When my brother came to the school during lunchtime one day, I introduced him to the staff, and showed him my classroom.  Later that evening, I gave him a lift home on my skidoo.  He was nervous when I drove out onto the frozen bay but I reassured him that the ice was thick enough for a large airplane.  My brother flew back to Iqaluit on January 17.  He thanked me for my hospitality and said he would return in June for another round of court proceedings.  The judge and the rest of the staff continued on to Resolute Bay & Grise Fiord.
            
Amy S., from the Law Society of Nunavut, speaks to the students. 

Local elder Kigutikarjuk, S. speaks to
the students.
Three representatives from the Law Society of Nunavut spoke to the high school students on January 18.  They wanted to explain the role of the courts, how they work, and why do they exist.  Four elders were also in attendance because they sit in on the court proceedings and assist the travelling judge(s).  The elders spoke about the emotions that can surface when in court (as a suspect, or witness), how the stress can lead to suicidal thoughts, and how to overcome such stresses with resilience.  Snacks were provided to everyone in attendance.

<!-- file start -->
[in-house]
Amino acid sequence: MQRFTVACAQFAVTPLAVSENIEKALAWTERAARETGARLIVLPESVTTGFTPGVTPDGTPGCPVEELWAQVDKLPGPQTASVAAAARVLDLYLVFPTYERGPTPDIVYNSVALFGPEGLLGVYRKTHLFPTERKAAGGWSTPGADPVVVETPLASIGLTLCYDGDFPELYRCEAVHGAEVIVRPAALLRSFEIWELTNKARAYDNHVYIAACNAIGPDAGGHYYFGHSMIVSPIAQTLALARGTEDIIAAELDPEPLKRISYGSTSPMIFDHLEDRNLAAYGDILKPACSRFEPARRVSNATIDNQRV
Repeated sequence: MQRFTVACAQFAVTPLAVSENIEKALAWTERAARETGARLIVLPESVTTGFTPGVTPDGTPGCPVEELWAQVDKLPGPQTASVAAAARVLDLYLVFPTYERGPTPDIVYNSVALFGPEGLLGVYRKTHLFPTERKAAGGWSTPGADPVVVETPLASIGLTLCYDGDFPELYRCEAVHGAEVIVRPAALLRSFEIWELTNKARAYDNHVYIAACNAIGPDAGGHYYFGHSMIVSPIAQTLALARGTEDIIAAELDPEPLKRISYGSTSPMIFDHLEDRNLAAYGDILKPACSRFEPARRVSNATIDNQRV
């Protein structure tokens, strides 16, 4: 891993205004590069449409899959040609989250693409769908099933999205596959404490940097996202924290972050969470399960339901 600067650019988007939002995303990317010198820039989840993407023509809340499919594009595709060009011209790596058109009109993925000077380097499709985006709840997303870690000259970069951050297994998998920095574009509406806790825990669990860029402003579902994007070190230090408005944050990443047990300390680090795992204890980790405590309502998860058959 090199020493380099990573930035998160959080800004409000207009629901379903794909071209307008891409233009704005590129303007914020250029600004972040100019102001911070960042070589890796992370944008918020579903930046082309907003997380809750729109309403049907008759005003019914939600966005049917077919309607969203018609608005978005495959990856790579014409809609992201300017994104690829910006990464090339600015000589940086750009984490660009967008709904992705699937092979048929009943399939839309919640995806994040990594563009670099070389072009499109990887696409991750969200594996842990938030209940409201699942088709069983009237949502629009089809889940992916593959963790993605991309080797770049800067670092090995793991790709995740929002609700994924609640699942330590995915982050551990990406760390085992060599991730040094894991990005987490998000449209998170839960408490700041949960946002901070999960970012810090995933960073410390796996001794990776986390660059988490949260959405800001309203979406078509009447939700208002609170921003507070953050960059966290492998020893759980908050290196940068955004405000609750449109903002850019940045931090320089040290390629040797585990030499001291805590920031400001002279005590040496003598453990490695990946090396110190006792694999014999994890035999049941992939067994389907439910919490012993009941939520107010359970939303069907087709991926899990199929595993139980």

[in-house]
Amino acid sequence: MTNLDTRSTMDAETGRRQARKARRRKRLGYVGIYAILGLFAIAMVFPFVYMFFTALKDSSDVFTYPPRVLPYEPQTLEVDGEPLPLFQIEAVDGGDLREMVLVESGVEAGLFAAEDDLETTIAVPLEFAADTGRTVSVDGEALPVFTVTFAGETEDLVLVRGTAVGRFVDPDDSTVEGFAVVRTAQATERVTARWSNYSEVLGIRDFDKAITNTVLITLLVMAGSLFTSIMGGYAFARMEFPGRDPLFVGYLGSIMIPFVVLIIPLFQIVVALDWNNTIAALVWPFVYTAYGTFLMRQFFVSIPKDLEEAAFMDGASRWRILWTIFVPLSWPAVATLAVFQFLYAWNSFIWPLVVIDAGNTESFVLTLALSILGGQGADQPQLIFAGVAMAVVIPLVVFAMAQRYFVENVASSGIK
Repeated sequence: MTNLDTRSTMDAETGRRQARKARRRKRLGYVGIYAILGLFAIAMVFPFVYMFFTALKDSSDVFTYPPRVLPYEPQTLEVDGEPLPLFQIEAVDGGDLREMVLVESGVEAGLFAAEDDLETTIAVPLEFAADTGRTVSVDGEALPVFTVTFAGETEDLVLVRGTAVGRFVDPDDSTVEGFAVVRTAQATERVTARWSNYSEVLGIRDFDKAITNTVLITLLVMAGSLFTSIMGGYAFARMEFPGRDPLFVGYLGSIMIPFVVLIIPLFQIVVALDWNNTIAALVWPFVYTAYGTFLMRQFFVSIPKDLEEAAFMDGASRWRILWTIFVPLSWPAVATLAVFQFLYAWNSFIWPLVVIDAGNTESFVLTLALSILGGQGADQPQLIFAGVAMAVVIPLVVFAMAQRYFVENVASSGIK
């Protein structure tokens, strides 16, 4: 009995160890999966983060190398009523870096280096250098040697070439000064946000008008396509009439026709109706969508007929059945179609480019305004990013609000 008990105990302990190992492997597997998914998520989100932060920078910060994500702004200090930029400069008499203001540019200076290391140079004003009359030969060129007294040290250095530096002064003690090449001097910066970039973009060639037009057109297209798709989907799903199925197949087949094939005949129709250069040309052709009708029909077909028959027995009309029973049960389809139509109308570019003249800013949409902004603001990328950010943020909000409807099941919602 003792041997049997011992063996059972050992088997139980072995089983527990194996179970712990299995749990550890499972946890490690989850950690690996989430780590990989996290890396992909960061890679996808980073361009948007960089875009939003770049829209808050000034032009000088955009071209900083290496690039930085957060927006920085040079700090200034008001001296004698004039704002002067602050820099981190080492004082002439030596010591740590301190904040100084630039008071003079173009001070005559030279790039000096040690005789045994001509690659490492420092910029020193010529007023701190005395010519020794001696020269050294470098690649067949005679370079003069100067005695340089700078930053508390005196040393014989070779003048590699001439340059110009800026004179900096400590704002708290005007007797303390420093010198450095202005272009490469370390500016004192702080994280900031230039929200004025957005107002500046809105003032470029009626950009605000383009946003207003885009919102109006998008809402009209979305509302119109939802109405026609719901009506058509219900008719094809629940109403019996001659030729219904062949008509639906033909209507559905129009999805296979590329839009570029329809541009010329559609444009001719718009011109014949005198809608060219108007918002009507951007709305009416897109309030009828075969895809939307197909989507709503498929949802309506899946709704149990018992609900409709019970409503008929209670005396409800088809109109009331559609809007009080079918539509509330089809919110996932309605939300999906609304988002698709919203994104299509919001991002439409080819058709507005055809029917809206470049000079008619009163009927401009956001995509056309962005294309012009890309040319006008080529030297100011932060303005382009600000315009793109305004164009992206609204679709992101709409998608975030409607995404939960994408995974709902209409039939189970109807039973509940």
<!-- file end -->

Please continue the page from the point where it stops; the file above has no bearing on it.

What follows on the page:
And finally, I’ve noticed that my collection of Inuit carvings is steadily getting bigger as the months go by.  I’m starting to run out of space to put them.  The centerpiece for my coffee table used to be a qulliq (traditional oil lamp).  Now it’s three carvings of a polar bear, inukshuk, and a standing narwhal.  The three carvings are made by the same local carver.  I still have the qulliq; it’s just been moved to another suitable location.